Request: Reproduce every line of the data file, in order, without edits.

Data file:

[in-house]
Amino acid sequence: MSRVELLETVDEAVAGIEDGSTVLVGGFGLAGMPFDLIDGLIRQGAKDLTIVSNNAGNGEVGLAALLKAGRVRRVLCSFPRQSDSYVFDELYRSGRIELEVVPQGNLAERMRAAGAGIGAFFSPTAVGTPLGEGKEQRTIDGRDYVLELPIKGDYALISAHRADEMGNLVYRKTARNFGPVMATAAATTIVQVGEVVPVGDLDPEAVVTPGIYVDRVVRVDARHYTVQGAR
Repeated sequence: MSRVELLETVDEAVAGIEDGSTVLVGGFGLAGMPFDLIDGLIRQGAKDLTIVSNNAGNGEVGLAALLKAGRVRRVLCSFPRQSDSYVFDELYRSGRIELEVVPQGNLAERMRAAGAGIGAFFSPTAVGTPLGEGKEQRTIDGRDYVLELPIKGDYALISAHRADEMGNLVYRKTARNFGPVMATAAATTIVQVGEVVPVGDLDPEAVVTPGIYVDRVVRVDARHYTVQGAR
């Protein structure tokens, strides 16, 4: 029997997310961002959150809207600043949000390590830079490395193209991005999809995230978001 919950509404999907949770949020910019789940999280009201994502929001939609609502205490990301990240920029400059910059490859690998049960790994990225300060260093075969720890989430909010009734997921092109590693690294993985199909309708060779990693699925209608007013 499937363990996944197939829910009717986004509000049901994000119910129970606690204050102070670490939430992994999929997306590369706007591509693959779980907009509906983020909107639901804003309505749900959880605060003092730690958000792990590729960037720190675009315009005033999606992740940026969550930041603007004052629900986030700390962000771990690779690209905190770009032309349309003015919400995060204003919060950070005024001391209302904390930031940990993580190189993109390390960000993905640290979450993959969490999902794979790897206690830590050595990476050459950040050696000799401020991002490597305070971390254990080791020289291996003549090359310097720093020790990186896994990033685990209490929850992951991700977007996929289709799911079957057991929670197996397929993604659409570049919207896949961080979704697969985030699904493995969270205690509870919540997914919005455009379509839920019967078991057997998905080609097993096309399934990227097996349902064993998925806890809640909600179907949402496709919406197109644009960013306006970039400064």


[in-house]
Amino acid sequence: MSRVELLETVDEAVAGIEDGSTVLVGGFGLAGMPFDLIDGLIRQGAKDLTIVSNNAGNGEVGLAALLKAGRVRRVLCSFPRQSDSYVFDELYRSGRIELEVVPQGNLAERMRAAGAGIGAFFSPTAVGTPLGEGKEQRTIDGRDYVLELPIKGDYALISAHRADEMGNLVYRKTARNFGPVMATAAATTIVQVGEVVPVGDLDPEAVVTPGIYVDRVVRVDARHYTVQGAR
Repeated sequence: MSRVELLETVDEAVAGIEDGSTVLVGGFGLAGMPFDLIDGLIRQGAKDLTIVSNNAGNGEVGLAALLKAGRVRRVLCSFPRQSDSYVFDELYRSGRIELEVVPQGNLAERMRAAGAGIGAFFSPTAVGTPLGEGKEQRTIDGRDYVLELPIKGDYALISAHRADEMGNLVYRKTARNFGPVMATAAATTIVQVGEVVPVGDLDPEAVVTPGIYVDRVVRVDARHYTVQGAR
């Protein structure tokens, strides 16, 4: 029997997310961002959150809207600043949000390590830079490395193209991005999809995230978001 919950509404999907949770949020910019789940999280009201994502929001939609609502205490990301990240920029400059910059490859690998049960790994990225300060260093075969720890989430909010009734997921092109590693690294993985199909309708060779990693699925209608007013 499937363990996944197939829910009717986004509000049901994000119910129970606690204050102070670490939430992994999929997306590369706007591509693959779980907009509906983020909107639901804003309505749900959880605060003092730690958000792990590729960037720190675009315009005033999606992740940026969550930041603007004052629900986030700390962000771990690779690209905190770009032309349309003015919400995060204003919060950070005024001391209302904390930031940990993580190189993109390390960000993905640290979450993959969490999902794979790897206690830590050595990476050459950040050696000799401020991002490597305070971390254990080791020289291996003549090359310097720093020790990186896994990033685990209490929850992951991700977007996929289709799911079957057991929670197996397929993604659409570049919207896949961080979704697969985030699904493995969270205690509870919540997914919005455009379509839920019967078991057997998905080609097993096309399934990227097996349902064993998925806890809640909600179907949402496709919406197109644009960013306006970039400064």